Is love the ultimate cure for the heart? - study

A study revealed that the neurohormone oxytocin induces epicardial cell proliferation, which is vital in forming Epicardium-derived Progenitor Cells (EpiPCs).

CPK model of the Oxytocin molecule C43H66N12O12S2 (photo credit: MINDZIPER/CC0/VIA WIKIMEDIA COMMONS)
CPK model of the Oxytocin molecule C43H66N12O12S2
(photo credit: MINDZIPER/CC0/VIA WIKIMEDIA COMMONS)

A function of oxytocin discovered in a study published today may be the solution to promoting human heart regeneration after a heart attack.

Oxytocin is a neurohormone with many functions. While most commonly known for generating pleasurable feelings and promoting social bonds, oxytocin also functions in the regulation of ejaculation, sperm transport, and testosterone production in males, and in the regulation of lactation and uterine contractions in females.

While its functions are many, a study published in the peer-reviewed journal Frontiers in Cell and Developmental Biology by researchers from Michigan State University reveals another purpose that oxytocin possesses in zebrafish and human cell cultures. The findings show that oxytocin stimulates stem cells that are derived from the outer layer of the heart, the epicardium, to migrate into the heart's middle layer, the myocardium, and from there develop into cardiomyocytes which are the muscle cells that generate heart contractions.

“Here we show that oxytocin, a neuropeptide also known as the love hormone, is capable of activating heart repair mechanisms in injured hearts in zebrafish and human cell cultures, opening the door to potential new therapies for heart regeneration in humans,” says an assistant professor at the Department of Biomedical Engineering of Michigan State University and lead study author Dr. Aitor Aguirre.

After a heart attack, an individual's cardiomyocytes normally will decrease greatly. As highly specialized cells, they are unable to replenish themselves.

3D image of a heart in a cardiology test (credit: REUTERS)3D image of a heart in a cardiology test (credit: REUTERS)

“Cardiomyocytes are terminally differentiated cells, and as such, their innate regenerative capacity is extremely limited and insufficient to restore function to lost myocardium. Instead, the injured heart typically resorts to wound repair, replacing dead cells with fibrotic scar tissue.”

Dr. Aitor Aguirre, lead study author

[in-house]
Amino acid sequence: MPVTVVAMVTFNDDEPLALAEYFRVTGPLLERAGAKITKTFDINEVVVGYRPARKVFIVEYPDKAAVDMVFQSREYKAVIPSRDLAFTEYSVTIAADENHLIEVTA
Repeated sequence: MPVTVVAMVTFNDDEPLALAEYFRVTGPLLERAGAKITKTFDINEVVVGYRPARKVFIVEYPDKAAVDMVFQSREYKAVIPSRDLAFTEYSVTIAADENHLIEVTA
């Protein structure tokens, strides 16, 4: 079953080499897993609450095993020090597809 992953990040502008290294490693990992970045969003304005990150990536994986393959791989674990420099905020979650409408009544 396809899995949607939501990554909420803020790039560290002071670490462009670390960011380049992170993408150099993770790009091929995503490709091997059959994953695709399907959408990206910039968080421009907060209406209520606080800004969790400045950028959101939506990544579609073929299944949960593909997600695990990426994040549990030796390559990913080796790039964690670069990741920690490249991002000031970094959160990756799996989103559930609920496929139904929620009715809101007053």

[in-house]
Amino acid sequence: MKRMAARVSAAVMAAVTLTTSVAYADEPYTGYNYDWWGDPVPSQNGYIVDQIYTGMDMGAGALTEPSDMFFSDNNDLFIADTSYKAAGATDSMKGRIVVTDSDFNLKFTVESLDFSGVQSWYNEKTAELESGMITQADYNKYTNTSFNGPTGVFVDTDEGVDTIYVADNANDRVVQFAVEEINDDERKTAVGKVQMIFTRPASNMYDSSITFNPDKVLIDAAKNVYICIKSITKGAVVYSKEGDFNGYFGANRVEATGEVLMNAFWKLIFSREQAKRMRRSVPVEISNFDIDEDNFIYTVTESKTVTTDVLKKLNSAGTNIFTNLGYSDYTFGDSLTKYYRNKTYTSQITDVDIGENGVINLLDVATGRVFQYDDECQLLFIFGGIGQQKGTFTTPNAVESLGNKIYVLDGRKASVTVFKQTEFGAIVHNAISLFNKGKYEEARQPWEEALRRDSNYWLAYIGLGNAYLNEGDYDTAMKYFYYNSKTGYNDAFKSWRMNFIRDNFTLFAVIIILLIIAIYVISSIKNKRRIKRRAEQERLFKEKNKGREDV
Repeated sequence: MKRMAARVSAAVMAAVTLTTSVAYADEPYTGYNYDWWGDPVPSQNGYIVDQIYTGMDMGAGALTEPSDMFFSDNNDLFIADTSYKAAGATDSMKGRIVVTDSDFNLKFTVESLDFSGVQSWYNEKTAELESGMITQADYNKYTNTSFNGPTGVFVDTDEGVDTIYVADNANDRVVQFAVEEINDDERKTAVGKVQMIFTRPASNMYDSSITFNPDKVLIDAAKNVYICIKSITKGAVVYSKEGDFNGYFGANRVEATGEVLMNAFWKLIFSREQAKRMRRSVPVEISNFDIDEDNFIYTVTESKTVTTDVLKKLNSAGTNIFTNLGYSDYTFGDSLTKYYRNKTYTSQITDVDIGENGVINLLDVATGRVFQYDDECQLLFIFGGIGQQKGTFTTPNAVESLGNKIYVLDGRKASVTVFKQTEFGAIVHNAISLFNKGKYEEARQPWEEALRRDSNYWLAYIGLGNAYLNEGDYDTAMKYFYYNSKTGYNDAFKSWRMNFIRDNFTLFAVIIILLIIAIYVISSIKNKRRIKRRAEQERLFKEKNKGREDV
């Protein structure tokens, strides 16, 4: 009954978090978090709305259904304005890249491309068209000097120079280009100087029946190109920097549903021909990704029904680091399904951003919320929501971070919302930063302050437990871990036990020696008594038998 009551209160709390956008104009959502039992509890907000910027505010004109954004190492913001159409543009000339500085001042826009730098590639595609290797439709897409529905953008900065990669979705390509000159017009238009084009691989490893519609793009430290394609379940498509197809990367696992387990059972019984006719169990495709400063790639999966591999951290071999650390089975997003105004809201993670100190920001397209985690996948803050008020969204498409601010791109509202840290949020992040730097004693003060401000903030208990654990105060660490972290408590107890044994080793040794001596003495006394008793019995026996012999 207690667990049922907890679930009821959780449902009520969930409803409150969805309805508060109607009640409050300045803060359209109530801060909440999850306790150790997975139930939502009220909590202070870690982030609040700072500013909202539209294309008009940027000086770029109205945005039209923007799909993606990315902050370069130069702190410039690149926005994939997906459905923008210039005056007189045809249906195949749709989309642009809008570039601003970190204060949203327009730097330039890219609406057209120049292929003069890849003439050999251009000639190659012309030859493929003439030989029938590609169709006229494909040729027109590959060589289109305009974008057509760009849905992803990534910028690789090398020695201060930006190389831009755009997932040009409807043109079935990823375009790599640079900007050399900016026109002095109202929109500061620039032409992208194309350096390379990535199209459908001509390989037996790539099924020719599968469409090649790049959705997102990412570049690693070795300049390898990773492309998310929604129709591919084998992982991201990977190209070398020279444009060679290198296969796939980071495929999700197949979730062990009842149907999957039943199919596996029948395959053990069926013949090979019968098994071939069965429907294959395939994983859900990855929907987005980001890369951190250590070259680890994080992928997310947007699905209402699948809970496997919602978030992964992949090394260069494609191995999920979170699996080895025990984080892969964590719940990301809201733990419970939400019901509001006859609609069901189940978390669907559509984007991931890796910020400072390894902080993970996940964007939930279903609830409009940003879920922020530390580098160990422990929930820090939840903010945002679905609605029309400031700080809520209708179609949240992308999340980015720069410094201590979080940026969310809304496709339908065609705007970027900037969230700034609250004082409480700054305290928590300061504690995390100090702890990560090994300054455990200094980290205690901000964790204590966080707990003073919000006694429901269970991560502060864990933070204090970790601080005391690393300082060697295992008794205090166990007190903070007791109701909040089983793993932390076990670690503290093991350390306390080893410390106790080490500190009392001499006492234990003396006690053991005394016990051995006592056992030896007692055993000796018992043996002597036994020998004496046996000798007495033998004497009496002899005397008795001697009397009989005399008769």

“Cardiomyocytes (CMs) are terminally differentiated cells, and as such, their innate regenerative capacity is extremely limited and insufficient to restore function to lost myocardium. Instead, the injured heart typically resorts to wound repair, replacing dead cells with fibrotic scar tissue,” writes Aguirre.

That being said, previous studies have revealed that a subset of cells in the epicardium can regenerate cardiomyocytes along with other heart cells by being programmed to become stem-like cells, called Epicardium-derived Progenitor Cells (EpiPCs). Aguirre explains the EpiPCs as the stonemasons in Europe during the Middle Ages who repaired cathedrals.

However, the production of EpiPCs is sadly ineffective for human heart regeneration under natural conditions.

So, what's missing?

In order to determine how to artificially boost the production of EpiPCs in humans, the researchers looked at the zebrafish. While these fish do not suffer heart attacks, they are known for their extraordinary ability to regenerate organs. Through the proliferation of cardiomyocytes and EpiPCs, they are able to repair their organs, including the heart, even after a predator takes a bite out of it.

The researchers aimed to figure out what it is in the EpiPCs of zebrafish repair that allows them to repair the heart so efficiently.

The team found that the missing piece is oxytocin through examining zebrafish three days after experiencing an injury due to freezing (cryoinjury) to the heart. They observed that the expression of the messenger RNA for oxytocin increases up to 20-fold in the brain. This oxytocin travels to the epicardium and binds to the oxytocin receptor which stimulates cells to expand and develop EpiPCs by triggering a molecular cascade. Then, the newly developed EpiPCs travel to the myocardium of the zebrafish and develop into cardiomyocytes and other heart cells needed to replace the ones that were lost.

What does this conclude about human heart regeneration?

Using a model of human Induced Pluripotent Stem Cells (hIPSCs), the study revealed that oxytocin induces epicardial cell proliferation, which is vital in forming EpiPCs.

“These results show that it is likely that the stimulation by oxytocin of EpiPC production is evolutionary conserved in humans to a significant extent,” says Aguirre. “Oxytocin is widely used in the clinic for other reasons, so repurposing for patients after heart damage is not a long stretch of the imagination. Even if heart regeneration is only partial, the benefits for patients could be enormous.”

“Next, we need to look at oxytocin in humans after cardiac injury,” Aguirre adds. “Oxytocin itself is short-lived in the circulation, so its effects in humans might be hindered by that. Drugs specifically designed with a longer half-life or more potency might be useful in this setting. Overall, pre-clinical trials in animals and clinical trials in humans are necessary to move forward.”